Being prudent stewards

Published 12:00 am Wednesday, July 20, 2005

There’s been more than a fair share of controversy surrounding tonight’s scheduled public hearing over the proposed sale of the Jefferson Street School.

Issues have included the request for proposal process, the proposed selling price and even the banking relationship between the mayor and the developer whose bid the city administration is recommending council accept.

All are legitimate concerns and it’s a misrepresentation to paint individuals who have posed them as being &uot;negative&uot; or &uot;obstructionist.&uot;

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There is no question that developer Mickey Garcia, whose Garcia Development Corporation is the odds on favorite to be awarded the project, does great work and we have every reason to believe that if his bid is successful, his will be a first class development that will be a huge asset and one in which the community can take great pride. The best way to judge what a person will do in the future is what they have done in the past and Garcia’s past work in Suffolk on College Court and other downtown commercial and residential properties has been nothing short of fantastic. We can’t think of another developer in whom we would have more confidence.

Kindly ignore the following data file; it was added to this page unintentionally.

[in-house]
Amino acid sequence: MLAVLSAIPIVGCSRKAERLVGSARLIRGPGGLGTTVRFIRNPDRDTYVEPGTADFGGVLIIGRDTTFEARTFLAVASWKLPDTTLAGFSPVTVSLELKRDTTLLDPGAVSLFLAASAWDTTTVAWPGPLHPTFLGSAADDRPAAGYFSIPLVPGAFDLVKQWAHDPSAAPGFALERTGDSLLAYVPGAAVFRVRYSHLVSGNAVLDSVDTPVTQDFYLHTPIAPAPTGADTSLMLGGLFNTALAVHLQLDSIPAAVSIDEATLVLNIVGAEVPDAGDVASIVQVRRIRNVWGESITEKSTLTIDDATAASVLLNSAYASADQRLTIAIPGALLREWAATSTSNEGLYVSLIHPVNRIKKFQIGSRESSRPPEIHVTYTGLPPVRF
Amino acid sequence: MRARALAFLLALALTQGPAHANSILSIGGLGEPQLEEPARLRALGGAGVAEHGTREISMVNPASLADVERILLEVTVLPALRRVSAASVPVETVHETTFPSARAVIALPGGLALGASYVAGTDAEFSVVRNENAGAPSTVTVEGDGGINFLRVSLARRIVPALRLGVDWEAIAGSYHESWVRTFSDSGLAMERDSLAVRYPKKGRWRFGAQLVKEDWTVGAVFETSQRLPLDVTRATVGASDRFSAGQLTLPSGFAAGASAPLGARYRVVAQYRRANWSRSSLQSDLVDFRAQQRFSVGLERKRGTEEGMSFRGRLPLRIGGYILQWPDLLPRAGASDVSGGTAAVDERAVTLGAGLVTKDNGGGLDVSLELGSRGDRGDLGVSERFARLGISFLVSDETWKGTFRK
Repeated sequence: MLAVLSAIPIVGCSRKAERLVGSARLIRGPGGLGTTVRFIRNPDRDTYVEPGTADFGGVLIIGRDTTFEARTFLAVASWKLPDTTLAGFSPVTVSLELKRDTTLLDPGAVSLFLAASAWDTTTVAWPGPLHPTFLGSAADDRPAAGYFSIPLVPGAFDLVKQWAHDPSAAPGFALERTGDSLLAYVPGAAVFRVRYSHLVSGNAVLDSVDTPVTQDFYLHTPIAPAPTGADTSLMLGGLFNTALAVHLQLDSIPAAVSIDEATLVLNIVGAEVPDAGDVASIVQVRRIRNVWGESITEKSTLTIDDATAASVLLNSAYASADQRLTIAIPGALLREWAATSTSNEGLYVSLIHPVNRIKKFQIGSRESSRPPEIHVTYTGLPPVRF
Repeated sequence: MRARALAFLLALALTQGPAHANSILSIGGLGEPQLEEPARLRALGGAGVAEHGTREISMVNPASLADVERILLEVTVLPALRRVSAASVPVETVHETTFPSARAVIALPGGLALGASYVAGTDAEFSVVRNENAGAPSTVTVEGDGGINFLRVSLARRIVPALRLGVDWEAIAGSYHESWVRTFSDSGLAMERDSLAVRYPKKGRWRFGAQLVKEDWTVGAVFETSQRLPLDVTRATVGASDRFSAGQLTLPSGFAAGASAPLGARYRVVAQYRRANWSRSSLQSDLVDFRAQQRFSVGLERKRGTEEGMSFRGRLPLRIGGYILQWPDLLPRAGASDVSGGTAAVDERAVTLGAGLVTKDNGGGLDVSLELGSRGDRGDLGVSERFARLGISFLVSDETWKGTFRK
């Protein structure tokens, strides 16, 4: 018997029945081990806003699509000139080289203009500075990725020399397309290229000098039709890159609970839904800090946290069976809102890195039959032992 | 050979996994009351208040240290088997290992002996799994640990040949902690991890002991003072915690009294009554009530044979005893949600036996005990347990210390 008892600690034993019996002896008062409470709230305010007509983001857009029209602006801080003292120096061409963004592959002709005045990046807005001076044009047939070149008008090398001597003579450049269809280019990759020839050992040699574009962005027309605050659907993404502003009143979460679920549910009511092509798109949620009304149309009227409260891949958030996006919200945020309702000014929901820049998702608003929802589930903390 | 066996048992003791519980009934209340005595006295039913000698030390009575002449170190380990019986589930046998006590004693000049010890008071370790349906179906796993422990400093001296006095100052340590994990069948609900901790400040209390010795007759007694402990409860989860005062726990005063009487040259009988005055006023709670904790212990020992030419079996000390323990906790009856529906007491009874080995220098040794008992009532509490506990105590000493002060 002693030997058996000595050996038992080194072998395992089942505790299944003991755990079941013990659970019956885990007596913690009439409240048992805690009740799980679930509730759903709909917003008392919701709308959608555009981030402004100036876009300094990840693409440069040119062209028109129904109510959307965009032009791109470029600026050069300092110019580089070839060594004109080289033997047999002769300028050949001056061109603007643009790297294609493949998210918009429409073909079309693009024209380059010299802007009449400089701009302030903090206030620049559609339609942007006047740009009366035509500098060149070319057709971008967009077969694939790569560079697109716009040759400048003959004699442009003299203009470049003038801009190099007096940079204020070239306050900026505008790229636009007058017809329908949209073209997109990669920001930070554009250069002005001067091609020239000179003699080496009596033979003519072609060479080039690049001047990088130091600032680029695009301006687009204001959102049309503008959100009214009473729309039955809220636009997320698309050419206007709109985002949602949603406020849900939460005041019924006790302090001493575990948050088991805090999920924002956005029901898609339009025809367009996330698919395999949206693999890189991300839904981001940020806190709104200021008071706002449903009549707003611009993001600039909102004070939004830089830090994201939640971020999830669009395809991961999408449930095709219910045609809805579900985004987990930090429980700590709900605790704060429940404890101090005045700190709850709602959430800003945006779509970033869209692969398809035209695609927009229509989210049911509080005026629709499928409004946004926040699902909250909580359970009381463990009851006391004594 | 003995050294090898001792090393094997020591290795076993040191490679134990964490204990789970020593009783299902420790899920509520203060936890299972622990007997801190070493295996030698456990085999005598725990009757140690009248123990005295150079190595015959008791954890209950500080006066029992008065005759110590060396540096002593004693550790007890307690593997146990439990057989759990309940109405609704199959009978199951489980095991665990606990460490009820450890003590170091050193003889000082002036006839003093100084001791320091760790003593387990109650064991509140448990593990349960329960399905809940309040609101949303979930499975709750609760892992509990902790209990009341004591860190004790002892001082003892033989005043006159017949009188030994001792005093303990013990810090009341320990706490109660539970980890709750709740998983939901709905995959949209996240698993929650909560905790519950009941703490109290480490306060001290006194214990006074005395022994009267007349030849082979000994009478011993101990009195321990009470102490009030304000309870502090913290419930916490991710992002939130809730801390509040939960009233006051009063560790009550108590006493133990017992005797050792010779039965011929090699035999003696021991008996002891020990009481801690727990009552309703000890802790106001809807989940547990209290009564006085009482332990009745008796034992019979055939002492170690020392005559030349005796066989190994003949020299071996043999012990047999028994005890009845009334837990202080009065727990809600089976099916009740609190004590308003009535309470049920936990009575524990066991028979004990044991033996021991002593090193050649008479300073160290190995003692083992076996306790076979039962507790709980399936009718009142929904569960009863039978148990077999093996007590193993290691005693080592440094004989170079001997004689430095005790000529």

In addition, there’s no denying that the city’s strategy of attracting development with cut-rate pricing and guaranteed long-term leases has been wonderfully successful and the key to the renaissance being experienced downtown.

Be that as it may, city council’s job – as officials have stated repeatedly in connection with the Mattanock Town issue – is to be good stewards of the public’s assets and get the best possible price out of them.

With that in mind, with developers apparently lining up to invest in Suffolk, asking whether we still need to bargain-basement pricing public assets to attract investment is a legitimate one and the key issue council and city staff need to confront before a vote is taken.

And with so much interest in investment in our community, it shouldn’t surprise anyone that prudent stewards of the public’s assets would question a bidding process that attracted only three proposals.

We trust, as officials have stated, that everything has been done properly and that the deal council decides to make is in the best interests of city. By the same, token we all want downtown to continue to grow and proper. Many people have a huge stake – their own money, not someone else’s – in seeing to it that it does. Nonetheless, that doesn’t mean any deal should not be scrutinized from every angle. We would expect nothing less from a prudent steward of the public’s assets.